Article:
Wow. Take a moment to absorb the above. Since the Palestinians "feel" that the barrier goes through Jerusalem, even though it doesn't the Times will inaccurately reflect those "feelings" in its articles! Wow. Wow.

Note the last few words too. Yeah, "precision." Precision at what? Getting things wrong?

Our man also got a response from the error-prone Arafat fan himself, asserting that "there are no factual errors in the story, thank you." You're welcome. But really, Stevie, isn't anything just the slightest bit wrong in your piece? The "Palestinians not getting gas masks" stuff. The "barrier running through Jerusalem" stuff. Your editor acknowledged it's a mistake. Oh my.

Stevie just can't get that right. Stevie said in another email that "for someone to say that the barrier through jerusalem is a 'chain link fence' has never been here, or is not paying attention."

Again, note the erroneous reference to "through Jerusalem," repudiated by Bronner. Somebody isn't "paying attention," that's for sure!

Erlanger ended his most recent email, today, with this kiss-off: "i'm a little busy just now, trying to write somehting else that will no doubt annoy someone else...."

At last, Erlanger tells the truth!

Well, at least Bronner, after first clinging to his man's lies, finally succumbed and very very reluctantly admitted that his guy goofed on a very sensitive issue. (Still silent on that other error, the gas-masks thing.) The Times needs to correct its errors. Will it? And as a correction, not as a "for the record" copout? Stay tuned.

I understand that Times uberbureaucrat William Borders is being contacted to correct these really egregious errors. Ditto for the Empty Suit, aka "public editor," Barney Calame.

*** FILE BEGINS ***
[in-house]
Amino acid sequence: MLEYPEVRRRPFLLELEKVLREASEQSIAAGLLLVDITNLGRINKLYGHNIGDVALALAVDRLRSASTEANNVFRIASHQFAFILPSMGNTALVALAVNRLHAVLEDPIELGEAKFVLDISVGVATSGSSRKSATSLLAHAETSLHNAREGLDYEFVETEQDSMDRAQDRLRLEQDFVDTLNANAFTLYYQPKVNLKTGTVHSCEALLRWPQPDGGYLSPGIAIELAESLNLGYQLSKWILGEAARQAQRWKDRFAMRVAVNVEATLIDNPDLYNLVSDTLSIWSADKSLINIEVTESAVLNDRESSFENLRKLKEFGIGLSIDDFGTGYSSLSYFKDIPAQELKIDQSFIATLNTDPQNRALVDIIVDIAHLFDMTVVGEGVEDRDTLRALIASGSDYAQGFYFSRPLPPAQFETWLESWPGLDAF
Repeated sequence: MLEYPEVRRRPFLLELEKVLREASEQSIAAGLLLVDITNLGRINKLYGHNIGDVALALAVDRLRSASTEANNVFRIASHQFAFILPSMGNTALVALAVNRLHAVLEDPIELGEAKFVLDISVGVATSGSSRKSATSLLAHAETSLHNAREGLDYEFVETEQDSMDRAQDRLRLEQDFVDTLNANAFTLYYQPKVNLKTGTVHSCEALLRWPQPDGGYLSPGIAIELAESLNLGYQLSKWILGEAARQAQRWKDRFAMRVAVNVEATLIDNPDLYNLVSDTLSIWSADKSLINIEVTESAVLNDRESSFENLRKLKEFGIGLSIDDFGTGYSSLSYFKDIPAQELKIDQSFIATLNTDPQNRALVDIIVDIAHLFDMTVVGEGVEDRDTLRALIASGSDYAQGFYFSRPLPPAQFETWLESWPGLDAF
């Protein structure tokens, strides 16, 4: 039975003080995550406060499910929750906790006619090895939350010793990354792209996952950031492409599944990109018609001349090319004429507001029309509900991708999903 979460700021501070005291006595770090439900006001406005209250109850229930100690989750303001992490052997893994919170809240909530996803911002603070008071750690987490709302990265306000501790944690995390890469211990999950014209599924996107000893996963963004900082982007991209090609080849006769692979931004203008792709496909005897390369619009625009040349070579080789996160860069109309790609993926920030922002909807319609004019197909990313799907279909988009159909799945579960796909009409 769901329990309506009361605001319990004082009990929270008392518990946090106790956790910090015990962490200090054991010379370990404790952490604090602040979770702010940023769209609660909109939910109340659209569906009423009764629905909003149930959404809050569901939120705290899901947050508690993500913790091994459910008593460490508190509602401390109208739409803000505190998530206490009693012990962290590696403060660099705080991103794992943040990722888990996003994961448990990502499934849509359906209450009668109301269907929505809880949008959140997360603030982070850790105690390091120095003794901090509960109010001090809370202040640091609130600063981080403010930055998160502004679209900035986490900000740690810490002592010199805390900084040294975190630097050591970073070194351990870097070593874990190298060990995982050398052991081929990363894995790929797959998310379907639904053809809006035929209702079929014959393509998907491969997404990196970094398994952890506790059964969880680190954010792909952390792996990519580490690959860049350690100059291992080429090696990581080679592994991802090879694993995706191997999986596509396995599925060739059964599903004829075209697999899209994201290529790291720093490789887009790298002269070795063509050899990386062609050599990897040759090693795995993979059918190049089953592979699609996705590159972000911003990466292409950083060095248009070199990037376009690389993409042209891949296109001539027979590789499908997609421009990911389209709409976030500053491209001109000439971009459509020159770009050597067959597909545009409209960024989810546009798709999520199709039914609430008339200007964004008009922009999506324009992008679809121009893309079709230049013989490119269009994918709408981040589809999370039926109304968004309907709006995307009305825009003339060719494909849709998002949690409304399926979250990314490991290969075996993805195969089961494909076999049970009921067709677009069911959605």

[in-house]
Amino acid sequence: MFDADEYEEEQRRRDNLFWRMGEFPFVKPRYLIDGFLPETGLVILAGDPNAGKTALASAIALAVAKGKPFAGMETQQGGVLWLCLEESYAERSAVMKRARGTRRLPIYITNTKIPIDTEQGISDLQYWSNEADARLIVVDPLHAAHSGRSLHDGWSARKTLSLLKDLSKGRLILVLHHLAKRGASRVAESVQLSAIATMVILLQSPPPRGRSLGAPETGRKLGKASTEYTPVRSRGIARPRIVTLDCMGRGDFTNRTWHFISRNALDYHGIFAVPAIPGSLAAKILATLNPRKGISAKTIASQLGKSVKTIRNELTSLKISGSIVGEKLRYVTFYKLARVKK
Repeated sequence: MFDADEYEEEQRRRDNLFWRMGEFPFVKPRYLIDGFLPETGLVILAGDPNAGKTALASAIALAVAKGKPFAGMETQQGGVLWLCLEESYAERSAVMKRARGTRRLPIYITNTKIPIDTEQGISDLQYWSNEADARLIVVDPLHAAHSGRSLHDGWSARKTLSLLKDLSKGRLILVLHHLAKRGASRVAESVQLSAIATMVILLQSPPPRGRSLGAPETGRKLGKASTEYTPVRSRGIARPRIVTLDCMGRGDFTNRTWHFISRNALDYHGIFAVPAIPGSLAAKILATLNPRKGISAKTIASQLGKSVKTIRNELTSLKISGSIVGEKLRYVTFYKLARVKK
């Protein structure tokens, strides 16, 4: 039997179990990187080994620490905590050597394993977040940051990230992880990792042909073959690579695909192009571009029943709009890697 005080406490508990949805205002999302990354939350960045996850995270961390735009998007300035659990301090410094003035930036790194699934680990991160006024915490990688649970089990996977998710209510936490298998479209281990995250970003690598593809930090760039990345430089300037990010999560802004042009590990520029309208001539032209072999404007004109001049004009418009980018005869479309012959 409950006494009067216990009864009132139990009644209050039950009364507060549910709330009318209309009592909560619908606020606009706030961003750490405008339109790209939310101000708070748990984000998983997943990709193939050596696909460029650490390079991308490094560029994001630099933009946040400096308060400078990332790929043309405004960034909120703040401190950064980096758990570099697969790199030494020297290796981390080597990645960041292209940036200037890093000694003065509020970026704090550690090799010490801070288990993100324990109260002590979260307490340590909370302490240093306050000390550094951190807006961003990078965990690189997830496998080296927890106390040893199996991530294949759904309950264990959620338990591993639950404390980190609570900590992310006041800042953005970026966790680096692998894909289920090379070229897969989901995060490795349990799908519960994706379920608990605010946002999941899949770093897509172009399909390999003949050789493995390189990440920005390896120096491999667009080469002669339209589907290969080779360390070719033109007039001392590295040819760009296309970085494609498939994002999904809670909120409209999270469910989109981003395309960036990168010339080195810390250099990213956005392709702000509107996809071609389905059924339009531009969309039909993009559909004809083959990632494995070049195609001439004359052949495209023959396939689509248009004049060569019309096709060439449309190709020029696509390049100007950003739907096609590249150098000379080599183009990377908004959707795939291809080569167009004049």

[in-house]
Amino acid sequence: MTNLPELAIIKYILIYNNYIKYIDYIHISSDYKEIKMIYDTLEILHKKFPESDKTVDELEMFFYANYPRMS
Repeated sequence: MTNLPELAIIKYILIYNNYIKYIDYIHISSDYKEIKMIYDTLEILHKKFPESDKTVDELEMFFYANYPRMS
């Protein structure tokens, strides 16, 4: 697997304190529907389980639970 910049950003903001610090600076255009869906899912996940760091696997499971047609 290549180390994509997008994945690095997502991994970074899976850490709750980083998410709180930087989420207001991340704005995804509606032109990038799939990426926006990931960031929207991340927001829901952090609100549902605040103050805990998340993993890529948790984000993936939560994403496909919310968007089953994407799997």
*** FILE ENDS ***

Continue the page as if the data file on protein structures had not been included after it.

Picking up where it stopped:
I'm sure the latter is figuring out right now just the right way to fulfill his role as management shill and parody of a newspaper ombudsman. Will he simply ignore the issue entirely? Will he focus on "process"? Will he overlook the rigid adherence to error and find "there is no evidence of bias." We shall see.....

UPDATE: Note the map, derived from somewhere in Moonbatland, posted by the diligent folks at IRIS here. As you can see from the various sites posted on IRIS, basically what Erlanger was doing was parrotting anti-Israel swill, which contends that the "wall is snaking through Jerusalem" when it is really on the outskirts thereof.

This underlines two things:
1. Erlanger's and Bronner's ignorance. One guy is Jerusalem bureau chief, the other is deputy foreign editor, and neither is aware of something as simple as the boundaries of Jerusalem.
2. The ease with which these two hacks have been manipulated by anti-Israel propaganda.

Apparently others have contacted the Empty Suit. Too bad. I hear he got a nice heating pad to make the divan extra-comfy.

UPDATE #2: The Times's editorial fumbling is more than matched by its mismanagement as a business.

UPDATE #3: More on Erlanger's sloppy, biased reporting in Timeswatch.